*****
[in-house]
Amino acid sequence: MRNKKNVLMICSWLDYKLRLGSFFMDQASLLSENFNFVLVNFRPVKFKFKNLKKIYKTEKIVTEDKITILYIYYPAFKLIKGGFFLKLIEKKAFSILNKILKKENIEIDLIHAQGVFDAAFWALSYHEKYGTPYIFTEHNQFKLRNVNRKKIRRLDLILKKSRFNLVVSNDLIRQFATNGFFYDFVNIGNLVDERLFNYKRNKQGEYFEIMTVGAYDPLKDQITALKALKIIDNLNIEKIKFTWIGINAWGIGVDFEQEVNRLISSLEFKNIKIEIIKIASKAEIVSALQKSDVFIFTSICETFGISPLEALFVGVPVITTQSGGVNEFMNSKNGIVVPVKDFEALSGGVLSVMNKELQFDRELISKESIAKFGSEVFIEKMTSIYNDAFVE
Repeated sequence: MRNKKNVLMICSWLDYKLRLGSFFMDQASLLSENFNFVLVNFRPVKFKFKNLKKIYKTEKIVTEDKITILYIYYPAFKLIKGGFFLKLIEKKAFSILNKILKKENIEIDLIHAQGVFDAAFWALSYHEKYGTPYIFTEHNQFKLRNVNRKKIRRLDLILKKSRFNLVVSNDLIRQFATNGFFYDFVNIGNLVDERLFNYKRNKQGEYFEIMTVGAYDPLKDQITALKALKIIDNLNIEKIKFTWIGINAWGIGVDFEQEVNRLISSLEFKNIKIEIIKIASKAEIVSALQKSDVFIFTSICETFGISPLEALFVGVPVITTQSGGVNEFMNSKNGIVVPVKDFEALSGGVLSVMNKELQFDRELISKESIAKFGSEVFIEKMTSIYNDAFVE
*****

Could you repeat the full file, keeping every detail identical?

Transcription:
[in-house]
Amino acid sequence: MRNKKNVLMICSWLDYKLRLGSFFMDQASLLSENFNFVLVNFRPVKFKFKNLKKIYKTEKIVTEDKITILYIYYPAFKLIKGGFFLKLIEKKAFSILNKILKKENIEIDLIHAQGVFDAAFWALSYHEKYGTPYIFTEHNQFKLRNVNRKKIRRLDLILKKSRFNLVVSNDLIRQFATNGFFYDFVNIGNLVDERLFNYKRNKQGEYFEIMTVGAYDPLKDQITALKALKIIDNLNIEKIKFTWIGINAWGIGVDFEQEVNRLISSLEFKNIKIEIIKIASKAEIVSALQKSDVFIFTSICETFGISPLEALFVGVPVITTQSGGVNEFMNSKNGIVVPVKDFEALSGGVLSVMNKELQFDRELISKESIAKFGSEVFIEKMTSIYNDAFVE
Repeated sequence: MRNKKNVLMICSWLDYKLRLGSFFMDQASLLSENFNFVLVNFRPVKFKFKNLKKIYKTEKIVTEDKITILYIYYPAFKLIKGGFFLKLIEKKAFSILNKILKKENIEIDLIHAQGVFDAAFWALSYHEKYGTPYIFTEHNQFKLRNVNRKKIRRLDLILKKSRFNLVVSNDLIRQFATNGFFYDFVNIGNLVDERLFNYKRNKQGEYFEIMTVGAYDPLKDQITALKALKIIDNLNIEKIKFTWIGINAWGIGVDFEQEVNRLISSLEFKNIKIEIIKIASKAEIVSALQKSDVFIFTSICETFGISPLEALFVGVPVITTQSGGVNEFMNSKNGIVVPVKDFEALSGGVLSVMNKELQFDRELISKESIAKFGSEVFIEKMTSIYNDAFVE